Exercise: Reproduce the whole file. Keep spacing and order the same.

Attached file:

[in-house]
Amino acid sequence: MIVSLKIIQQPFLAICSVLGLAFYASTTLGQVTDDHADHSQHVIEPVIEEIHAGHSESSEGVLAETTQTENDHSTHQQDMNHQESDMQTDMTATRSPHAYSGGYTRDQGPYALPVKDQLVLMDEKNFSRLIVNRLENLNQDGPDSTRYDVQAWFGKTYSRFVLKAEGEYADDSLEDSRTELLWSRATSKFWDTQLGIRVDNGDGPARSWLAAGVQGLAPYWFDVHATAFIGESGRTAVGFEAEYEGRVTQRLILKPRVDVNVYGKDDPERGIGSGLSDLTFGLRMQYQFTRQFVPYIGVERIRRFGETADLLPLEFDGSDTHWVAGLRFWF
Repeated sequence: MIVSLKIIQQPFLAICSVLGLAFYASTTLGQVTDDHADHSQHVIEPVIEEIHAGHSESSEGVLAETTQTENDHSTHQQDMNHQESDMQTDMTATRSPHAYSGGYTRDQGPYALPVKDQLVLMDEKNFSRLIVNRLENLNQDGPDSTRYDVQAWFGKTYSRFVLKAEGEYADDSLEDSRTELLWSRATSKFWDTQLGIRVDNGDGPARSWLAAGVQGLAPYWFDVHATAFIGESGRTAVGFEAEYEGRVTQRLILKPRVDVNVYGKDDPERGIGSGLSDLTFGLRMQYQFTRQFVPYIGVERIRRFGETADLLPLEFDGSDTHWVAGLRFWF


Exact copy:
[in-house]
Amino acid sequence: MIVSLKIIQQPFLAICSVLGLAFYASTTLGQVTDDHADHSQHVIEPVIEEIHAGHSESSEGVLAETTQTENDHSTHQQDMNHQESDMQTDMTATRSPHAYSGGYTRDQGPYALPVKDQLVLMDEKNFSRLIVNRLENLNQDGPDSTRYDVQAWFGKTYSRFVLKAEGEYADDSLEDSRTELLWSRATSKFWDTQLGIRVDNGDGPARSWLAAGVQGLAPYWFDVHATAFIGESGRTAVGFEAEYEGRVTQRLILKPRVDVNVYGKDDPERGIGSGLSDLTFGLRMQYQFTRQFVPYIGVERIRRFGETADLLPLEFDGSDTHWVAGLRFWF
Repeated sequence: MIVSLKIIQQPFLAICSVLGLAFYASTTLGQVTDDHADHSQHVIEPVIEEIHAGHSESSEGVLAETTQTENDHSTHQQDMNHQESDMQTDMTATRSPHAYSGGYTRDQGPYALPVKDQLVLMDEKNFSRLIVNRLENLNQDGPDSTRYDVQAWFGKTYSRFVLKAEGEYADDSLEDSRTELLWSRATSKFWDTQLGIRVDNGDGPARSWLAAGVQGLAPYWFDVHATAFIGESGRTAVGFEAEYEGRVTQRLILKPRVDVNVYGKDDPERGIGSGLSDLTFGLRMQYQFTRQFVPYIGVERIRRFGETADLLPLEFDGSDTHWVAGLRFWF